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Tuesday, September 9

September 9, 2014
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Argument: Today we talked about careless claims — claims expressed in sloppy language that will have less of a chance of success. We compared them to the Zimmerman/Martin case: prosecutors in that case made a sloppy claim (a murder charge) that they couldn’t hope to prove. Had they been more precise (a manslaughter charge), George Zimmerman would probably be in jail now. What you claim matters.

For example: You claim, “Pizza Hut pizza is inedible.”

I know what you mean — that it doesn’t taste good. But you’ve made a factual claim that is demonstrably untrue. A good opponent will score points by making you defend this claim, which is indefensible. Try to be more specific.

We worked through your Twitter claims. No homework for Thursday, but you can expect an in-class activity tailored to how well you seem to be grasping these concepts so far.

New Media: Today was a work day – you worked in your groups, talking about the 7 questions and starting to frame up your new educational systems. Things were going ok! New groups, though, due to absences:

Brenna, Sarah O., Sydney, Rhyan

Rosemary, Autumn, Jenna, Sara L.

Jonnah, Laura, Payton, Andi

Thursday will also be a work day, in the same style as this – I expect that it will take you most if not all of the block to really pin down the way your new system (or updated system) will work and why. Keep thinking about it, and I’ll keep lobbing questions at you.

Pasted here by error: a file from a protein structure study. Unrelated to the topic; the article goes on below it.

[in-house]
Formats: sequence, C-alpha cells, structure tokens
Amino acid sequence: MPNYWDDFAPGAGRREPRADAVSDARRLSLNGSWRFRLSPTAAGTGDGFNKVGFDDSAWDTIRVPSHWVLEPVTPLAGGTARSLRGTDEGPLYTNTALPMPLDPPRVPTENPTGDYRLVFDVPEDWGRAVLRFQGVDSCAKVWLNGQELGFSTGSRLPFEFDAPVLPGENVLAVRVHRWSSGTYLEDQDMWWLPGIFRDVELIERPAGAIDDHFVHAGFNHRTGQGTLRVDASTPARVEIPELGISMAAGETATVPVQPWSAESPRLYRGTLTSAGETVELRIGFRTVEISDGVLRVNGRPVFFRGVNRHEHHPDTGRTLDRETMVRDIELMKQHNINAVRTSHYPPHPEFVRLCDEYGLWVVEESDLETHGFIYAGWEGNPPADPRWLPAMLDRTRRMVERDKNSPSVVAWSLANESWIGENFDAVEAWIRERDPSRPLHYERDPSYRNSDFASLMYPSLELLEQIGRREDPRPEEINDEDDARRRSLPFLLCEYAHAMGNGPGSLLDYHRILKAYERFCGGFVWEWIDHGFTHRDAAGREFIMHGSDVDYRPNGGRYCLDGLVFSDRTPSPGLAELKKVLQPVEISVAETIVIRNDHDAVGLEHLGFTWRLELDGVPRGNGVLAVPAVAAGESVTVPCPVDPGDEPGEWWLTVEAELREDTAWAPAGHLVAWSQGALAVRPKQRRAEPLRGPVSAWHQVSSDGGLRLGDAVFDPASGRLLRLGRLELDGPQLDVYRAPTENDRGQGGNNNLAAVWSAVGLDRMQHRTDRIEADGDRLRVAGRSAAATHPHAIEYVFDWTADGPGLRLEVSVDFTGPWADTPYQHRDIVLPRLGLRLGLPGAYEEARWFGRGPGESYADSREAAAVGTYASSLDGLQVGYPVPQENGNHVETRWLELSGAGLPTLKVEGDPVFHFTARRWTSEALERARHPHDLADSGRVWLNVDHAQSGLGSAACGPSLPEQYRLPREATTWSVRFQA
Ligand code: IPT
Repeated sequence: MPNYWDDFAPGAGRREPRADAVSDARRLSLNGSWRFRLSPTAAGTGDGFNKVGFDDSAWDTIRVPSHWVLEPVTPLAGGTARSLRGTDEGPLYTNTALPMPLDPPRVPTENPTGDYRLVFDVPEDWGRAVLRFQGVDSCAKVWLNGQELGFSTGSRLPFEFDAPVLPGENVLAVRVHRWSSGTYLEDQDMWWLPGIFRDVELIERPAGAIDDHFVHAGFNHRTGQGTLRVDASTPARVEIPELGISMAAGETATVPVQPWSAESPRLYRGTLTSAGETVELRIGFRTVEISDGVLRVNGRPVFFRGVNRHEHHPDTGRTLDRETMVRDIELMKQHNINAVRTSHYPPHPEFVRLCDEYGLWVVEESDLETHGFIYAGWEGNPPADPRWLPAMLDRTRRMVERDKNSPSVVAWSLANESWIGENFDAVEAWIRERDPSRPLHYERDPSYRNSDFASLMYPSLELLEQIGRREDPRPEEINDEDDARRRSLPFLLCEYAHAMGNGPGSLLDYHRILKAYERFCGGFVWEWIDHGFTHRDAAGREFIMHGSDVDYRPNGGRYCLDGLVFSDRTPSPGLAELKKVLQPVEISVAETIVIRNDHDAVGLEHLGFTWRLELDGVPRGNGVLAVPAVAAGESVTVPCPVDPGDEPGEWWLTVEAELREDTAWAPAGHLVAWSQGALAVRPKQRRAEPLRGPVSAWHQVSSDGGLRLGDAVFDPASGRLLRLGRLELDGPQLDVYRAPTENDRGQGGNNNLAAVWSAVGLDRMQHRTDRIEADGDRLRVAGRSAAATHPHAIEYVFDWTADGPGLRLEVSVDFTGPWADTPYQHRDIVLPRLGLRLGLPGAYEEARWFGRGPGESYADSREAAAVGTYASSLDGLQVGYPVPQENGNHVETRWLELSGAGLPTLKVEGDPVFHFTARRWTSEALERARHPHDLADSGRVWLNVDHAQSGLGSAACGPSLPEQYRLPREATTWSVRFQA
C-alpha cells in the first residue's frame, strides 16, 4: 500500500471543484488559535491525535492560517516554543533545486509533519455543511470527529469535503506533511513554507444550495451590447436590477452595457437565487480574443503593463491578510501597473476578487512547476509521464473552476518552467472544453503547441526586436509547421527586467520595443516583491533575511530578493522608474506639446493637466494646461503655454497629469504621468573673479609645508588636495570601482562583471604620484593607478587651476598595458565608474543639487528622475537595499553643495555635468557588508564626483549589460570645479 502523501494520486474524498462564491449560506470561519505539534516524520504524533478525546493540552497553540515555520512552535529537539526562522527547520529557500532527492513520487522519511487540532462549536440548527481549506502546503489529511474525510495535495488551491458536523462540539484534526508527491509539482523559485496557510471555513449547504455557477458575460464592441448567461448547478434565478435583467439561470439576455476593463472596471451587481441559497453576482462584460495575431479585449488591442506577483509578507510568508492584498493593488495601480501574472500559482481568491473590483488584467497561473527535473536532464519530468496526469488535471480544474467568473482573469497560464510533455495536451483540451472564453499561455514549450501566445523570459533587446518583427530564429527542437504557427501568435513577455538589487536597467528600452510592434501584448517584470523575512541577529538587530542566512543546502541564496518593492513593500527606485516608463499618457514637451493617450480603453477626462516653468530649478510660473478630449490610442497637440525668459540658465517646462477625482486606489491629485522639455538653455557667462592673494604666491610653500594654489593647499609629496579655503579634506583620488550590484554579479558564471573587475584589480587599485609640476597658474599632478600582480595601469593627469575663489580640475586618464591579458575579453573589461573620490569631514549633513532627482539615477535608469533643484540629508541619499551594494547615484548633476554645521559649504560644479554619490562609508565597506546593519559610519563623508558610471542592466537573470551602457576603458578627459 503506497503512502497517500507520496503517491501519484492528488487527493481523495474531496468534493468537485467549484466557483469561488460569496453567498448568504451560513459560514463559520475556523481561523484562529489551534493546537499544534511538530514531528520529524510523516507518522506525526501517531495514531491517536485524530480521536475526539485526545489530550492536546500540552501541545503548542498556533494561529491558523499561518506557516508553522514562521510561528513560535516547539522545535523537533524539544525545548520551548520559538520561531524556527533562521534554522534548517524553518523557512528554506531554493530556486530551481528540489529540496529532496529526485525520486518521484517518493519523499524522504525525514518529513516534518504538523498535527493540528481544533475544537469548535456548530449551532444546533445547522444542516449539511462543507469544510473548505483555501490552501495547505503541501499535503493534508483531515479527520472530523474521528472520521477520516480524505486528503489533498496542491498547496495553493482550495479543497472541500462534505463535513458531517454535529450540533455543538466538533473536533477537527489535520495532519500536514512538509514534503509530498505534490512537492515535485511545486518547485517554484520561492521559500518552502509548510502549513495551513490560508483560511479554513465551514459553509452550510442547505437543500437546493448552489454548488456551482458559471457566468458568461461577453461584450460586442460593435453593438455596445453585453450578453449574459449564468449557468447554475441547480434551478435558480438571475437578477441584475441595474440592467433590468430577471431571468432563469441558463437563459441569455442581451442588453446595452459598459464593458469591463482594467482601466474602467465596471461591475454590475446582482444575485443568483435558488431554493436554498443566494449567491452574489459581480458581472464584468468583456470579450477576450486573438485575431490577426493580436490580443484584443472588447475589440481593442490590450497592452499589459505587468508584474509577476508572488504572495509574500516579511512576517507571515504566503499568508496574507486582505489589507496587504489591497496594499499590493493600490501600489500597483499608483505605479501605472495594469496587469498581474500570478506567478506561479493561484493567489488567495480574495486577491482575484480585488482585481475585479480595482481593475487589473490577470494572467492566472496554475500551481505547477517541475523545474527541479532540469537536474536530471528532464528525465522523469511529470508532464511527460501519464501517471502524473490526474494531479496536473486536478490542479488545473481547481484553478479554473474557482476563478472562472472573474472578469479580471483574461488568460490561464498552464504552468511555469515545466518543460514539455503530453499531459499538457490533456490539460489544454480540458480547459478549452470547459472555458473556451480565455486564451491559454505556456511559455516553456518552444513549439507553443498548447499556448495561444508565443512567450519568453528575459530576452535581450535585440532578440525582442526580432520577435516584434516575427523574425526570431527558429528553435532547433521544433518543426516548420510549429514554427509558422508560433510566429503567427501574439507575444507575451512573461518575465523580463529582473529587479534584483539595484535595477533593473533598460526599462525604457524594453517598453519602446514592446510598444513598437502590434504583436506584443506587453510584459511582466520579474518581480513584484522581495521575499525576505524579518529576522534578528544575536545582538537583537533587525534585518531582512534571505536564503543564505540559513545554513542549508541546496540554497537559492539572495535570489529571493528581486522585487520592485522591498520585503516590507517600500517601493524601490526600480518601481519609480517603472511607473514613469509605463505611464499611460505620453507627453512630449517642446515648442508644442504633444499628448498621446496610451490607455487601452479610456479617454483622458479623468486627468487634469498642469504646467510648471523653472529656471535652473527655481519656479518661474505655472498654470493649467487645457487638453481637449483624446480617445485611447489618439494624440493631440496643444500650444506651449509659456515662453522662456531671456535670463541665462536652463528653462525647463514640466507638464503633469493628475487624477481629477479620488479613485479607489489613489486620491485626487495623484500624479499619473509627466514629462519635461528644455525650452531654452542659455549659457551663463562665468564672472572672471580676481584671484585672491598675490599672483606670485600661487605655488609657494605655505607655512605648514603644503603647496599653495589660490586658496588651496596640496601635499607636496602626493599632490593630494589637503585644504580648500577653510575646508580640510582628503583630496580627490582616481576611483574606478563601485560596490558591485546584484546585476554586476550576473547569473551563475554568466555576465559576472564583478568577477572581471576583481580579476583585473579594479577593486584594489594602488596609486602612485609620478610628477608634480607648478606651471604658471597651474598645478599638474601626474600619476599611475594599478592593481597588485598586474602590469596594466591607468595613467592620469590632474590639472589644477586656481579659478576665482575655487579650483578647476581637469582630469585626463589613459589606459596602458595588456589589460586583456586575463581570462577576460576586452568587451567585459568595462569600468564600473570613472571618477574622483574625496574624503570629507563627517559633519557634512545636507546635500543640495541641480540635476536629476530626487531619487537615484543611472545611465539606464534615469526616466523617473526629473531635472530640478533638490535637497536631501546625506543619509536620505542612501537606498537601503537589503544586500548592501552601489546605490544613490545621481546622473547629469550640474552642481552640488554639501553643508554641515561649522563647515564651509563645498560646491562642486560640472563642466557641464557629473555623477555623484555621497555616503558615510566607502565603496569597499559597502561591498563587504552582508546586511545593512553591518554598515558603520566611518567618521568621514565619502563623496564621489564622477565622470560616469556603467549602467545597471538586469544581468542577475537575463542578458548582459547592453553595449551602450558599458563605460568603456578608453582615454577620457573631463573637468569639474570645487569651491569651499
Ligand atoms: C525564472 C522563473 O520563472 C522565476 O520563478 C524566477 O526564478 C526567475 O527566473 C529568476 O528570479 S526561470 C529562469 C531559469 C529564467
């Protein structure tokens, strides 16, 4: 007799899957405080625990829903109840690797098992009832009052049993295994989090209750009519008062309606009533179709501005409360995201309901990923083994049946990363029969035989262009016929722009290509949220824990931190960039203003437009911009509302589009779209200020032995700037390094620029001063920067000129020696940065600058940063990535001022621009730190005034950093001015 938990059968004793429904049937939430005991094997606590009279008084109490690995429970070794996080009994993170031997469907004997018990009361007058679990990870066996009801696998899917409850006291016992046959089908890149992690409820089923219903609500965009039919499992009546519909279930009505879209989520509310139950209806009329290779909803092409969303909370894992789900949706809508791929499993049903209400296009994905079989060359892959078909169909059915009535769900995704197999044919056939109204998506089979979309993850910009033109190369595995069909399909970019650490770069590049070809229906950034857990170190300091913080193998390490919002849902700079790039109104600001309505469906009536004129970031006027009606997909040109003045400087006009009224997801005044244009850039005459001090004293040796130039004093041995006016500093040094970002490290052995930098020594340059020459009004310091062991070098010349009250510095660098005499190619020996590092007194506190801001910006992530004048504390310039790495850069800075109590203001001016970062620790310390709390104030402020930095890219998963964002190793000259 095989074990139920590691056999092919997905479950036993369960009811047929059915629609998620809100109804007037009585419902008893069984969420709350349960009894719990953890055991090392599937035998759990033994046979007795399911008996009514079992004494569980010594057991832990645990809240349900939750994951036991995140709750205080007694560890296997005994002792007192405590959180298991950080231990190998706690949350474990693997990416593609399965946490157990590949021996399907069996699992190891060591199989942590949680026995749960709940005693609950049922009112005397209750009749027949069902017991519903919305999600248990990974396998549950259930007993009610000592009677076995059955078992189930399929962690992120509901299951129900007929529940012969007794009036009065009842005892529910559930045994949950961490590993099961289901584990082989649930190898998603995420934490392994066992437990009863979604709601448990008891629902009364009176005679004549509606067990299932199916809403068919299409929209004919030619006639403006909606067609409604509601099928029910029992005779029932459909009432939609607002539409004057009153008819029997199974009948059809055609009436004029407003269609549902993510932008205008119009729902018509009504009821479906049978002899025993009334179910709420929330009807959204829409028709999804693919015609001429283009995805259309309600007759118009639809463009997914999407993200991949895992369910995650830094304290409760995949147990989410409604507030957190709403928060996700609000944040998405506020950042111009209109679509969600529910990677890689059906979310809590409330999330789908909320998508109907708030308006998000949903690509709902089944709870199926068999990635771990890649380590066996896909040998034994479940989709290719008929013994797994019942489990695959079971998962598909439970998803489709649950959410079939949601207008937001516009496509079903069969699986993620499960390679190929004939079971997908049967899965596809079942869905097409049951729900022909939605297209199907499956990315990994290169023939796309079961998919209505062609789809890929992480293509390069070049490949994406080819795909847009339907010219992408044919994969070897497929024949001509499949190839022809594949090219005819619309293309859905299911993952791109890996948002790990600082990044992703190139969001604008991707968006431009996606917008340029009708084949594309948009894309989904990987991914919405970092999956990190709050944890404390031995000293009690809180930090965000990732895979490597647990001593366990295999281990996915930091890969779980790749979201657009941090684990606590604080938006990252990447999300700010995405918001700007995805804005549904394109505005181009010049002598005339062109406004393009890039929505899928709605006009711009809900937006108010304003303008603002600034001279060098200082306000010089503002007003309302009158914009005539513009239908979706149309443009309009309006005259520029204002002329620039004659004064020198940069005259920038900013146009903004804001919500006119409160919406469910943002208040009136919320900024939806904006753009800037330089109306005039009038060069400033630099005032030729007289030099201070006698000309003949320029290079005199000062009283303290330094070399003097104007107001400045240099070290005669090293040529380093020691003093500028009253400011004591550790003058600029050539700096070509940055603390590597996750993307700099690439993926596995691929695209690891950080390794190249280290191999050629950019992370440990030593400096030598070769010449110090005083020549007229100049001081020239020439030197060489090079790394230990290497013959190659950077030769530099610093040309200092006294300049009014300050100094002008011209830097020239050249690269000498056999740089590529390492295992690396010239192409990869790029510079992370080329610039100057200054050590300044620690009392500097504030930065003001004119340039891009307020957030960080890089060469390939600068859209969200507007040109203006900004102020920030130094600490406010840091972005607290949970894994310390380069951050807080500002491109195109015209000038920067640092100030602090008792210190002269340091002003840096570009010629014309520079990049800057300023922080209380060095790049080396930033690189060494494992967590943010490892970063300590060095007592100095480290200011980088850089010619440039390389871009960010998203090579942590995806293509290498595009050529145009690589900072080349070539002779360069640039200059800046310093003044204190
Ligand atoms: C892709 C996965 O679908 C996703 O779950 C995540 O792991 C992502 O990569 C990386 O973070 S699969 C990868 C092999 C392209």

Siren: Talked about who’s who in the newsroom, and how the average newsroom flow chart works (the handout on pages 22-24).

So far we’ve also talked about:

The seven things that make a story interesting to readers

The parts of a front page, and of a story

At some point soon (next week) you can expect a quiz.

Style: Today you shared and then handed in your pieces inspired by Dale Carnegie’s HtWFaIP. Nice job – much of what was read aloud was really impressive!

The style for this week is Spoon River Anthology by Edgar Lee Masters – poetry. An excerpt was handed out in class, and the whole anthology can be found here, should you be interested: http://www2.hn.psu.edu/faculty/jmanis/masters/sranthol.pdf

Your notes are due on Thursday, as always. Make sure to be analytical as you write your notes – making simple observations is ground-floor notetaking. I’d love to see everyone here not only make observations but also make some kind of statement or analysis of what you observe. For example, a simple observation would be “The writer uses many long, sophisticated words.” A much better note would be “The writer uses many longer, sophisticated words, such as ‘unscrupulous’ and ‘microcosm.’ The result is that the voice sounds well-educated and a little bit pretentious, and perhaps a little old fashioned.”

8th Grade:

Survey: Poetry: Today we reviewed the material we’ve covered so far that I would like you to know for a quiz Thursday. (If you were absent Tuesday, you can make this quiz up on Friday.) That list of stuff includes:

Five essential elements of poetry/five poetry “don’ts”/image/abstraction/tenor/vehicle/figurative language/simile/metaphor/symbol (public and private)/hyperbole/synecdoche/pun/image cluster/mixed metaphor

Then we had the Haiku Rodeo 2014. Winners announced Thursday!

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